What was I supposed to do again? Working Memory Basics
Many of the students we support have complex needs which require ongoing assessment, progress tracking and problem solving. It is important to us that we acknowledge and respect the fact that every child can learn; if learning is not ongoing, it is more likely a flaw in programming than a flaw in the child’s innate intelligence or cognitive capacity.
Part of any successful skill development program at school or in a therapeutic environment , involves successful appraisal of areas of need; this is just one reason I particularly like the VBMAPP BARRIERS assessments, which allows you to pinpoint barriers which prevent learning. One particular barrier, which I have found myself trying to overcome lately—is working memory.
Developing working memory has implications on communication skills (receptive and expressive), cognitive development, social skills, life skills and visual performance tasks to name a few. The ability to listen and recall, or to observe and recall are important steps along the road to skill development and to the ability to thrive in a traditional (or semi traditional) school environment. In supporting students with a wide variety of needs, I have come to find that working memory deficits can manifest in a variety of ways, but that once targeted—skill development is much more rapid.
Visual aspects of memory (like remembering where a matching picture is in a traditional memory game) is a different skill than auditory memory (in which recall of spoken words occurs). In developing a plan which targets a memory deficit, it is important to know which type of memory is weak; in many cases, it is both. In some cases, the deficit can be isolated to a particular aspect of memory.
There are a variety of ways working memory can be targeted and I often begin with an area of strength/interest; prompting can be used as needed, and in my experience—scaffolding and slowly shaping skill development is most effective. Avoiding prompt dependency is essential and therefore least to most prompting is my preferred method for these tasks; of course, every student profile is different and calls for a slightly different approach. In general, slowly building on previously obtained skills seems to yield the most meaningful results. In addition to systematically increasing the difficulty of the recall tasks (and isolating visual and auditory memory respectively) it is important that generalization occurs. Using games or activities which are developmentally appropriate and likely to occur in the natural context can be highly effective for promoting skill generalization.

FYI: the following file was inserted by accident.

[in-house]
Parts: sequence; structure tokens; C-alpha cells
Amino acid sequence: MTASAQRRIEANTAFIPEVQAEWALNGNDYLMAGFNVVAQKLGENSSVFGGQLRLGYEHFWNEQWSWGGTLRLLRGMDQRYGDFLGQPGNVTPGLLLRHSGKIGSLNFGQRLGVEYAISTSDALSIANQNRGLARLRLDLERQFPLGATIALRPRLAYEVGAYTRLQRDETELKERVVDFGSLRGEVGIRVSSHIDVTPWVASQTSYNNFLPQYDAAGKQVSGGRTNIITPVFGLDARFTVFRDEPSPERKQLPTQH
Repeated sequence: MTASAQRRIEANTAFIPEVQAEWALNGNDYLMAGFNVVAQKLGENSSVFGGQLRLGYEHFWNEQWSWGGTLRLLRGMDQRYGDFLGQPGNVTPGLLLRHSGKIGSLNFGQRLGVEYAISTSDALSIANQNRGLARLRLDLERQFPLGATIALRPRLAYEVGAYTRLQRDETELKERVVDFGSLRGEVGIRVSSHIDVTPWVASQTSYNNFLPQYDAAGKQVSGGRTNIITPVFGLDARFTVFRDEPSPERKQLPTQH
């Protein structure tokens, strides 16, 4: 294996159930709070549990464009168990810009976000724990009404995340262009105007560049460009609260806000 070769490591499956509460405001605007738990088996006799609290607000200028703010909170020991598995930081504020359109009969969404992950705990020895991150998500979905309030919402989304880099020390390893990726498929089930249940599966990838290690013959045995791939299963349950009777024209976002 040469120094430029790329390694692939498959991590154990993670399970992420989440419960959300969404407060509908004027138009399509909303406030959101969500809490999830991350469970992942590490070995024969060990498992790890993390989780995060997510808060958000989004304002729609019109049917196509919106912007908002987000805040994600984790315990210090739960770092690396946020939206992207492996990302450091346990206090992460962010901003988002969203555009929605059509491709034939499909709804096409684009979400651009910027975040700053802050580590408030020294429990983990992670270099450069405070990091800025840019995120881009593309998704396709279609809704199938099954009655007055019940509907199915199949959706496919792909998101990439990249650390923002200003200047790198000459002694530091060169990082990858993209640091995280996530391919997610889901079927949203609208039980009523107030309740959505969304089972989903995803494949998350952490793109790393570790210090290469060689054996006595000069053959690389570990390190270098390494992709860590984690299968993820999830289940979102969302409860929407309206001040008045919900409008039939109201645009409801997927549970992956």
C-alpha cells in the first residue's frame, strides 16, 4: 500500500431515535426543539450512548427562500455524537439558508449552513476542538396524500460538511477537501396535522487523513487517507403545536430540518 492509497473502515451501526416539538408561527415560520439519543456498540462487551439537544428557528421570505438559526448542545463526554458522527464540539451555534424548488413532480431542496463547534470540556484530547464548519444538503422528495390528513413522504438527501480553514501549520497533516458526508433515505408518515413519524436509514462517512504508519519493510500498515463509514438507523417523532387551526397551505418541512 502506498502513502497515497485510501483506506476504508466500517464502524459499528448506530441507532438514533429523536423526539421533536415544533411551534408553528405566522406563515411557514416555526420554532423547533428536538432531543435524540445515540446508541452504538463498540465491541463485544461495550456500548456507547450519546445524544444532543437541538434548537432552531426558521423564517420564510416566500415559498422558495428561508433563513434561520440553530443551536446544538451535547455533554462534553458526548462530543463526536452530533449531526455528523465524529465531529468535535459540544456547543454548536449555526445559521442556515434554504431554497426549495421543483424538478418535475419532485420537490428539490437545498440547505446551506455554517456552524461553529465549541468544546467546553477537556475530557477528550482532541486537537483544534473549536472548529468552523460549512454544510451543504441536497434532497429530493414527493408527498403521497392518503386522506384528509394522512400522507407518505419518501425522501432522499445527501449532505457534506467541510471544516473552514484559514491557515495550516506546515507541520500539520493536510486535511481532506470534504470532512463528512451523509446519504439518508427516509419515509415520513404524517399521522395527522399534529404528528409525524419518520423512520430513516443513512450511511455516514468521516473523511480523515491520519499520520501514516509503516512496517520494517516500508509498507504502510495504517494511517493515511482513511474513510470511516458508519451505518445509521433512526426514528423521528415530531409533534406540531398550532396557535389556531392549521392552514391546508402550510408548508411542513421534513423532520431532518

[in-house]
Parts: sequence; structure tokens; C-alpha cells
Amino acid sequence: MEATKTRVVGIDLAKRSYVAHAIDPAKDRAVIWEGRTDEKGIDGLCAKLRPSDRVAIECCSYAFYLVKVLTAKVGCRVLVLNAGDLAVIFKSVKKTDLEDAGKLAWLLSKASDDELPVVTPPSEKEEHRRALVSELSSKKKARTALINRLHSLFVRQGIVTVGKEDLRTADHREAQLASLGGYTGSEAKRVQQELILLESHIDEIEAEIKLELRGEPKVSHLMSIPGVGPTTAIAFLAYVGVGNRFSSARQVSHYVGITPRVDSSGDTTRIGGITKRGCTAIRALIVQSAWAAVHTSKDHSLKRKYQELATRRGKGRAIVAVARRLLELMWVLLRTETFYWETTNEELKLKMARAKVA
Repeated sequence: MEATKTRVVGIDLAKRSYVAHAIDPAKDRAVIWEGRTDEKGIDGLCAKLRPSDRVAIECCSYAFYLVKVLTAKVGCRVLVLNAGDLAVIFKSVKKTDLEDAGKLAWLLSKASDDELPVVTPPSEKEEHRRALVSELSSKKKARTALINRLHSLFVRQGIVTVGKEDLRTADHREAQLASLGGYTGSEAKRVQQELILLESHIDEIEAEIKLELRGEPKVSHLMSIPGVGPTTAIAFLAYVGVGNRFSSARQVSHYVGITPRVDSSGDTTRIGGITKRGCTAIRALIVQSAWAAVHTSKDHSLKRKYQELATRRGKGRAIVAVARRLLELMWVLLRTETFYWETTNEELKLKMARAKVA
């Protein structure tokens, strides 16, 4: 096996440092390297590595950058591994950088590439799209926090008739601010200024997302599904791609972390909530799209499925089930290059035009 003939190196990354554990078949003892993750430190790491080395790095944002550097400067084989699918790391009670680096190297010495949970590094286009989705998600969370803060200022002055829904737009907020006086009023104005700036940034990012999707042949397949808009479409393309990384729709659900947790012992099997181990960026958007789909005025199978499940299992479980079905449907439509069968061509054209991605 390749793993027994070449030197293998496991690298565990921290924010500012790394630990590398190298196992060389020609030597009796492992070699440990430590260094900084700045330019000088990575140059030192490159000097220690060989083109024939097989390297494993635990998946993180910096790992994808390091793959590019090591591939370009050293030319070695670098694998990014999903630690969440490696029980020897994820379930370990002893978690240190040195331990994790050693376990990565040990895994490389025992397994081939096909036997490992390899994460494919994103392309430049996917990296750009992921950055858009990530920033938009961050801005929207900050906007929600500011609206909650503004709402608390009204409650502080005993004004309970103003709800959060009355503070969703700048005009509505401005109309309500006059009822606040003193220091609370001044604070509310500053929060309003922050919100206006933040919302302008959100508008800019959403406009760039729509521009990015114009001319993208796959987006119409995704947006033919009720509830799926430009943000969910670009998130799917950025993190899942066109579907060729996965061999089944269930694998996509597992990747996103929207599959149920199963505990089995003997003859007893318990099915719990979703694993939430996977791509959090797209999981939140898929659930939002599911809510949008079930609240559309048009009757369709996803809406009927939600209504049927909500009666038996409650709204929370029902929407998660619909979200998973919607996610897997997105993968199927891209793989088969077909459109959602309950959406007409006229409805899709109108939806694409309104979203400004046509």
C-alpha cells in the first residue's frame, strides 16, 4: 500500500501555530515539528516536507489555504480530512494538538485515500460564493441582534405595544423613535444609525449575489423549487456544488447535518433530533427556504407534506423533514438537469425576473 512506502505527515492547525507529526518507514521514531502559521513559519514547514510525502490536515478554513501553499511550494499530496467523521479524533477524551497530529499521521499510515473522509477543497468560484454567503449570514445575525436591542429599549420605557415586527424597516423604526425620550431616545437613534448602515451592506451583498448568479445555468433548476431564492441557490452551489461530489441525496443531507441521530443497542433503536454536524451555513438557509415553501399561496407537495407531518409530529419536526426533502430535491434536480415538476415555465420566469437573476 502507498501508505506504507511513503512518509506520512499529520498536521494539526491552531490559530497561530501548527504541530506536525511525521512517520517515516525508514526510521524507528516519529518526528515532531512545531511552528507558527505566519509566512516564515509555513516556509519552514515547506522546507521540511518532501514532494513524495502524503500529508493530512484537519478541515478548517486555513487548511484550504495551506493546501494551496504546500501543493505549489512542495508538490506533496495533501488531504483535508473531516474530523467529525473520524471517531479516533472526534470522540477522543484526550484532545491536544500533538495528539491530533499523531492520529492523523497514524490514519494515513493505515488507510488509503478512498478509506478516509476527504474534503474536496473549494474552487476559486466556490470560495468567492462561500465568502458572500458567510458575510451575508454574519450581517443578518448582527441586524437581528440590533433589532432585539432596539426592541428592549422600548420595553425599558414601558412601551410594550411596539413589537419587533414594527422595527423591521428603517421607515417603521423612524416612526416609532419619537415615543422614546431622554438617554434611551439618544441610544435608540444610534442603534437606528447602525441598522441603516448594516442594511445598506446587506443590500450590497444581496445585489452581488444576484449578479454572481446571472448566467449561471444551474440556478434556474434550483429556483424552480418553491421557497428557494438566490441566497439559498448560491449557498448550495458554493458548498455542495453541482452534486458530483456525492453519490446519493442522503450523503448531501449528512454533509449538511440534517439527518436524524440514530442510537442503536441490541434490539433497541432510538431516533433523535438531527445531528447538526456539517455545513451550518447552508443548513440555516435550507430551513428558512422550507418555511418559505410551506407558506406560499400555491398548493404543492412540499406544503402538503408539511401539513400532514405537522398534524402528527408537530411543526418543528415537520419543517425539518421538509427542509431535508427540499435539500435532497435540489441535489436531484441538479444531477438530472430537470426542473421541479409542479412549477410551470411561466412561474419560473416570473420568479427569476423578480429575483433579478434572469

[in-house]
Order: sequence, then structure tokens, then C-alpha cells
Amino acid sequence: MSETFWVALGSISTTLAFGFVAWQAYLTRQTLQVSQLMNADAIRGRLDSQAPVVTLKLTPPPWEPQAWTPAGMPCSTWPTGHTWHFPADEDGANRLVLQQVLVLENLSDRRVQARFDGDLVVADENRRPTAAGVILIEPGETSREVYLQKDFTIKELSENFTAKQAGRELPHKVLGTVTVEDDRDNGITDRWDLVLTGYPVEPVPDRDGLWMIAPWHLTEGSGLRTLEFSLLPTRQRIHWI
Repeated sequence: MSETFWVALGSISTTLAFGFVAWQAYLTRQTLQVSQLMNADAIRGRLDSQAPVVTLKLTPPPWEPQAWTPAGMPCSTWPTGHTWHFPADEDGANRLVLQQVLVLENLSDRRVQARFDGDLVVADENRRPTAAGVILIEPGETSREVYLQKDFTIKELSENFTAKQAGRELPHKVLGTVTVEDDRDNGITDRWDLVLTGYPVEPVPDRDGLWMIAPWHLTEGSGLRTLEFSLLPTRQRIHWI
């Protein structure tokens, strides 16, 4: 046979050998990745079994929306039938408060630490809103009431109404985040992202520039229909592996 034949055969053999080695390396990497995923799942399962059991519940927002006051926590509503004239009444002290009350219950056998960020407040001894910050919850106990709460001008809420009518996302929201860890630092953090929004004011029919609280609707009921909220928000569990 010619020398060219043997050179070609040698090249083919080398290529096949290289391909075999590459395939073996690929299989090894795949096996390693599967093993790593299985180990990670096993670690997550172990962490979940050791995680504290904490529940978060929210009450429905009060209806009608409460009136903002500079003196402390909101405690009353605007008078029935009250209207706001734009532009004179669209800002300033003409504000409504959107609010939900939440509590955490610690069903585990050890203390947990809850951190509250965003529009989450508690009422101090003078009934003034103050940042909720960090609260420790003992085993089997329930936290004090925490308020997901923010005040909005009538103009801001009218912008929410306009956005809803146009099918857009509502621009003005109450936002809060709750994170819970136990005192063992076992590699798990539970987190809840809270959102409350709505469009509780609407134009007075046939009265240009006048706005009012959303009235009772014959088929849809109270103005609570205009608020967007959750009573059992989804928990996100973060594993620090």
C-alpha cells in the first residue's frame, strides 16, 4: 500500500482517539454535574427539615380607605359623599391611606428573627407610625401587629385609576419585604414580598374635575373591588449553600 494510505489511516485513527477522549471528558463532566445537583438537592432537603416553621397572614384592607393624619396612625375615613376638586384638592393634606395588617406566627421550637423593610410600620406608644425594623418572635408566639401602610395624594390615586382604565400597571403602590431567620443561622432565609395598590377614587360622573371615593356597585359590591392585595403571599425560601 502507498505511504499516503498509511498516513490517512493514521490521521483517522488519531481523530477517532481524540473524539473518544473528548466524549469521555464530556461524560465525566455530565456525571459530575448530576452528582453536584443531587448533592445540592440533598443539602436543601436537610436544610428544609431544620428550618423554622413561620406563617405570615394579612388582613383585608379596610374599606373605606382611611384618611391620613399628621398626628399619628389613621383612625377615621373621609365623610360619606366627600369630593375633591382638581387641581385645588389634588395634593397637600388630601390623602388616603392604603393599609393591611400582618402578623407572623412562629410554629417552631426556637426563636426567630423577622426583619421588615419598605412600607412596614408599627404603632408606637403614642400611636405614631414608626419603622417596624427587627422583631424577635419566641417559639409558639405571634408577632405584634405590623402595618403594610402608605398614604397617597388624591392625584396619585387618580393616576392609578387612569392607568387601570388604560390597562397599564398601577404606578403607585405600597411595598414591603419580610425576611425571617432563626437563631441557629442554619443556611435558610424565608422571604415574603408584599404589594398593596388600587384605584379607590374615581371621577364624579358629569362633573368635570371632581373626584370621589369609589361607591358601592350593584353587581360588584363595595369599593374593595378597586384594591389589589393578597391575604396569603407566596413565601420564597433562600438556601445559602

Some games I use:
-Traditional Memory (with picture cards); slowly increasing the array
-Games which include scanning a picture for a predetermine number of seconds and then answering questions about items or words on the image
-Replicating visual patterns with a time delay (ABLLS-R goal)
-Recalling actions observed in previous learning situations (ABLLS-R goal)
-Repeating number sequences immediately after they are stated (slowly increasing # of numbers) (ABLLS-R goal)
-Repeating number sequences with a time delay (phone numbers, room numbers, bus routes, etc.
-Repeating spoken words of a particular category: colours, animals, shapes, etc.I.e. Teacher: Blue, green, yellow, orange, redStudent: Blue, green, yellow, orange, red-Listening to short stories (read aloud) and recalling main ideas or details from within the text
-Playing 20 questions and recalling responses in order to guess the item-Conversation: asking questions and recalling answers provided
-Playing games which involve following multiple component instructions; treasure hunts, advanced simon says, etc.
If your child or student is struggling to make gains a particular domain, it may be worthwhile to consider working memory and how it may be contributing!
If you have questions about this post, feel free to comment below or email me directly!